“No, you didn’t, Toby,” said St. George pleasantly, “you wanted to go somewhere and you called it Clusium. You wanted an adventure and you thought Clusium was the name of it.”
“I know,” said Amory shamelessly, “and there are no end of names for it. But it’s always the same thing. Excepting this.”
“Excepting this,” St. George repeated fervently as they turned to go; and if, in singing of that morning, the rollicking wind sang that, it must have breathed and trembled with a chorus of faint voices from every shelf in the room — voices that of old had thrilled with the same meaning and woke now to the eternal echo.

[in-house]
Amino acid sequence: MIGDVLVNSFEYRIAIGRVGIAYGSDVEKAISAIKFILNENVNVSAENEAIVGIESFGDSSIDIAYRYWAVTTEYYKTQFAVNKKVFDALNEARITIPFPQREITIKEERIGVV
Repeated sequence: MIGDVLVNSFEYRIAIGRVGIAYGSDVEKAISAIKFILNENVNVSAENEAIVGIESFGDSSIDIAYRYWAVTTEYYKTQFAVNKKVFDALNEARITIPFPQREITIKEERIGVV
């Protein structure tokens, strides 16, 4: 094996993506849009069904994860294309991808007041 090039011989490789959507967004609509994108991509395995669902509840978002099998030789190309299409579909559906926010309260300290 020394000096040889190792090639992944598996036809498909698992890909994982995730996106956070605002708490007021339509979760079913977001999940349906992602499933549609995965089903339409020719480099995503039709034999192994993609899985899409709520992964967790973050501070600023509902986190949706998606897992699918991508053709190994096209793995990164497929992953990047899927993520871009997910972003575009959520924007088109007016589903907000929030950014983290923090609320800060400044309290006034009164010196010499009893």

Woke now to the eternal echo — an echo that touched delicately through the events of that afternoon and laid strange values on all that happened. Otherwise, if they four were not all a little echo-mad, how was it that in the shadow of doubt, in the face of danger, and near the inextinguishable mystery they yet found time for the little, wing-like moments that never hold history, because they hold revelation. There were, too, some events; but an event is a clumsy thing at best, unless it has something intangible about it. The delicious moments are when the intangibilities prevail and pervade and possess. In the king’s palace there must have been shrines to intangibilities — as there should be everywhere — for they seemed to come there, and belong.